BoJo hits out at Moscow over spy poisoning, issues stark warning to Russian government (VIDEO)

BoJo hits out at Moscow over spy poisoning, issues stark warning to Russian government (VIDEO)
Boris Johnson has hit out at Russia over the "absurd" denials of involvement in the Skripal poisoning in Salisbury. Speaking to the press in Brussels the foreign minister had a message for Moscow: “They’re not fooling anyone”.

Arriving at a meeting with EU foreign affairs ministers in Brussels on Monday morning, Boris Johnson told the press of the “increasingly absurd” admissions made by the Russian government.

“One time they say they never made Novichok and another time they say they did make Novichok but all of the stocks have been destroyed, but some of them have mysteriously escaped to Sweden or the Czech Republic or Slovakia or the United States or even the United Kingdom,” Johnson said. “Twelve years after the assassination of Alexander Litvinenko in London – they’re not fooling anybody anymore.”

Vladimir Putin’s press secretary, Dmitry Peskov, did not hold back, lashing out at the UK and accusing them of “incomprehensible, unreasonable slander” against allegations, previously made by Johnson, that Putin had ordered the attack on ex-Russian double agent Sergei Skripal.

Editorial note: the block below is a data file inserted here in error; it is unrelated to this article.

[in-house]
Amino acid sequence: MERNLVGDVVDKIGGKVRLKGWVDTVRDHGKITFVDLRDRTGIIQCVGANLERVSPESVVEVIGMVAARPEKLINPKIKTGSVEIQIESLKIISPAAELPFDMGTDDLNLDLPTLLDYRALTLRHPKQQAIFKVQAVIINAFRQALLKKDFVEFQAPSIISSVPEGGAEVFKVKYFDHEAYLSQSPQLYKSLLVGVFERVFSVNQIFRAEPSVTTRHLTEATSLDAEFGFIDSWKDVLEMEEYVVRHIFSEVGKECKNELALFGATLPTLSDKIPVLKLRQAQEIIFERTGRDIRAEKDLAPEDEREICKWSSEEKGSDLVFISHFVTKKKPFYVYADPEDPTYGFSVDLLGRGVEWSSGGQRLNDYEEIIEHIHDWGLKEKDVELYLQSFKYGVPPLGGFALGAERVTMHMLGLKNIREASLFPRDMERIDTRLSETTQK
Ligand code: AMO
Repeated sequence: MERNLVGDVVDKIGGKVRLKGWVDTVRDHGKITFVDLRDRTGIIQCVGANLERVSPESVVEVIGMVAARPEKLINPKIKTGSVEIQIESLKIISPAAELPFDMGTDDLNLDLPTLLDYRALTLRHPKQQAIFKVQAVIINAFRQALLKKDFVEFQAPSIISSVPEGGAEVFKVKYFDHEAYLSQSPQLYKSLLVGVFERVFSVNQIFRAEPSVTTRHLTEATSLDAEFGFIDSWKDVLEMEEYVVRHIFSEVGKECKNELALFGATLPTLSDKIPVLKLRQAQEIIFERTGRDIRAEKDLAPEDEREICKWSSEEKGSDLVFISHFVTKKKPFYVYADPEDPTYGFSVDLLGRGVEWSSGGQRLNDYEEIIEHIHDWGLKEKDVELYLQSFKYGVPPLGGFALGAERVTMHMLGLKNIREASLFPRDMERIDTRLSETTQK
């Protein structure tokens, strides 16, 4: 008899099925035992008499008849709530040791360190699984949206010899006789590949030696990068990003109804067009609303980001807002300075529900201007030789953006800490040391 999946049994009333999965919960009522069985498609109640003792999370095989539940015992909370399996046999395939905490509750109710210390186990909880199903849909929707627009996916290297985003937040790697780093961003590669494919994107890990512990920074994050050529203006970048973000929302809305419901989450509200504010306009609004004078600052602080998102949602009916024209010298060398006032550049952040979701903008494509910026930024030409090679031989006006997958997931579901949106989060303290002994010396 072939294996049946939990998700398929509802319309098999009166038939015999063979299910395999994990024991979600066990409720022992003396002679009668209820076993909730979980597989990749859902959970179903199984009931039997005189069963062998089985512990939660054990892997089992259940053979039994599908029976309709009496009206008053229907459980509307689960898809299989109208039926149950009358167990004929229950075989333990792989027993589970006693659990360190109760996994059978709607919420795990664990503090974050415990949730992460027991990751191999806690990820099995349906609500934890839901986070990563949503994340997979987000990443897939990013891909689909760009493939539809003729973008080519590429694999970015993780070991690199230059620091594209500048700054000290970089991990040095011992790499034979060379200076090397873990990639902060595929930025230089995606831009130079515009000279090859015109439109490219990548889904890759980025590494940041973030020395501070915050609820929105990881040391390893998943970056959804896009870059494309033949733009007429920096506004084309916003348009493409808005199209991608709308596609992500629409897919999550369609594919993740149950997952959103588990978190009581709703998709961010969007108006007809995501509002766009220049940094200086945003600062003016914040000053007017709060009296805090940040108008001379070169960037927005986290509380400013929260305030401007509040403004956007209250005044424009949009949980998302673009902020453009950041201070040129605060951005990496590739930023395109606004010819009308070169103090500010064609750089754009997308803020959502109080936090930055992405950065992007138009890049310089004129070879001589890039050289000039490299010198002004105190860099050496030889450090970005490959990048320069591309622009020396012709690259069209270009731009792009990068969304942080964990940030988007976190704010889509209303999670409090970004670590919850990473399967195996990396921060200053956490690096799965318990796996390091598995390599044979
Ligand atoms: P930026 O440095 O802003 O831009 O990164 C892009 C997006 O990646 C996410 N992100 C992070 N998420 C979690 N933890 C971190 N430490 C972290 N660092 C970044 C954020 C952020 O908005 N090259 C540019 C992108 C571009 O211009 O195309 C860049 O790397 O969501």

“Sooner or later, it will have to account for these baseless allegations, either by backing them up with evidence or by offering its apologies,” Peskov said.

READ MORE: 'Challenging & complex' Skripal investigation could take months – Met Police

On Monday, the UK is set to hand samples of the nerve agent used in Skripal’s poisoning to a UN watchdog, the Organization for the Prohibition of Chemical Weapons (OPCW). Johnson accused Russia on Sunday of creating and storing the ‘Novichok’ nerve agent, which London says was used in the attack on Skripal. The UK official claimed that the UK has “evidence… collected over the past 10 years” that Moscow has been developing nerve agents “for the purpose of committing murder.”

Russian Foreign Ministry spokeswoman Maria Zakharova dismissed the allegation that the substance, thought to be a Soviet-era invention, was a Russian “project.” She said that in post-Soviet times, countries such as the UK, Slovakia, the Czech Republic, Sweden, and even the US studied the substance with keen interest and could have been the origin for the toxin used in the incident with Skripal and his daughter.

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